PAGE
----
b. 1823; d. Jan 15, 1896
Though Roger Fenton was the first to document war in photographs, Mathew Brady, who documented the American Civil War (1861-1865), was probably one of the greatest of photographic documentary photographers.
In 1839 Brady met, and became a student to Samuel Morse. That same year he met Louis Daguerre and went back to the United States to capitalise upon the invention of the Daguerreotype, establishing what proved to be a highly successful Gallery.
The New York Illustrated News for 26 March 1851 reads:
"M.B. BRADY, Esq., the eminent daguerreotypist, has lately opened a new saloon for the purposes of his art, in one of the best buildings on Broadway, New York. On the occasion of the first opening, a large number of ladies and gentlemen, comprising many distinguished persons, were invited, and partook of Mr. Brady's hospitality at a splendid dinner. The saloon is one hundred and fifty feet long, finished and furnished in the most costly manner.
Mr. Brady is one of the oldest daguerreotype artists in the country, and one of the most successful, too. He is the author of many valuable improvements connected with the art, his pictures having a world-wide fame for fidelity and elegance."
In 1856 William Gardner, a Scot, joined him, and the company's success became even more marked.
Brady himself did not take many of the photographs which bear his name; he had set himself up as a portrait photographer, and had equipped a number of photographers (twenty, it is said) with what were to become known as "What-is-it?" darkroom wagons to cover the War, with the ruling that his name, as employer, rather than the names of the photographers themselves, would appear on the photographs themselves.
Another photographer in Brady's team was Timothy O'Sullivan, who worked for him until 1863.
Brady's team used was the collodion process, invented by Frederick Scott Archer. The limitations of equipment and materials prevented any action shots, but such people brought back some seven thousand pictures which well portrayed the realities of war. Perhaps the most famous of these is "Harvest of Death" photographed, in fact, by O'Sullivan.
A comment attributed to Brady is "The camera is the eye of history." He clearly saw his mission as that of a photographic historian, and our knowledge of this important era of American history is the better for it. The New York Times, 20 October 1862 commented on the display of pictures taken at Antietam:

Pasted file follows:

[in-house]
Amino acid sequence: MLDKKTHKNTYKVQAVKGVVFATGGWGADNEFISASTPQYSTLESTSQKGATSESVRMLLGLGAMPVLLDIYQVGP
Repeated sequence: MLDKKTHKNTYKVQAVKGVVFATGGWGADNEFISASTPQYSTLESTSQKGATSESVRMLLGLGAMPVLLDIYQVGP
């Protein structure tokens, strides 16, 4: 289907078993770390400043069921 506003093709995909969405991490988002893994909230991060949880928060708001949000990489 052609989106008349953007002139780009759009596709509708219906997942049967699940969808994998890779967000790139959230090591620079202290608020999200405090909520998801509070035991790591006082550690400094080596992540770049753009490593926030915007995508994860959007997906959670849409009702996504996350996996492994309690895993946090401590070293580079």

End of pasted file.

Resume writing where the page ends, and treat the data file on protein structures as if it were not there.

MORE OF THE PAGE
"Mr. Brady has done something to bring home to us the terrible reality and earnestness of war. If he has not brought bodies and laid them in our door-yards and along the streets, he has done something very like it...."
Perhaps they were too real and detailed. The editorial continued:
"These pictures have a terrible distinctness. By the aid of the magnifying-glass, the very features of the slain may be distinguished. We would scarcely choose to be in the gallery, when one of the women bending over them should recognise a husband, son, or a brother in the still, lifeless lines of bodies, that lie ready for the gaping trenches."
Though Brady's work was much admired at the time, he gained little in financial terms; tired of this long war, people did not want reminders of it and whereas Fenton had clearly taken his pictures with an eye to selling them, Brady's were honest - sometimes brutally so, and people no longer wanted his pictures. Brady had invested a fortune into this business, but faced bankruptcy. In 1875 Congress purchased his archive of photographs for $2,840 at public auction, and granted him $25,000, but this was not enough to cover his debts, and he died alone, an alcoholic, and penniless. "No one" he said " will ever know what I went through to secure those negatives. The world can never appreciate it. It changed the whole course of my life."
Though financially his enterprise failed, Mathew Brady had a significant effect on the art of photography, demonstrating that war photographs need not necessarily be purely posed ones. His work represents the first instance of what one may call documentary photography.
From 1845 Brady had embarked upon an ambitious project to photograph many famous people of the time, and in 1850 published "A Gallery of Illustrious Americans. Among his portraits was one of Abraham Lincoln, which was reproduced and circulated during Lincoln's first Presidential campaign. Lincoln himself was to declare later: "Make no mistake, gentlemen, Brady made me President!"
The majority of Brady's vast collection may be seen in the House of Congress in Washington.
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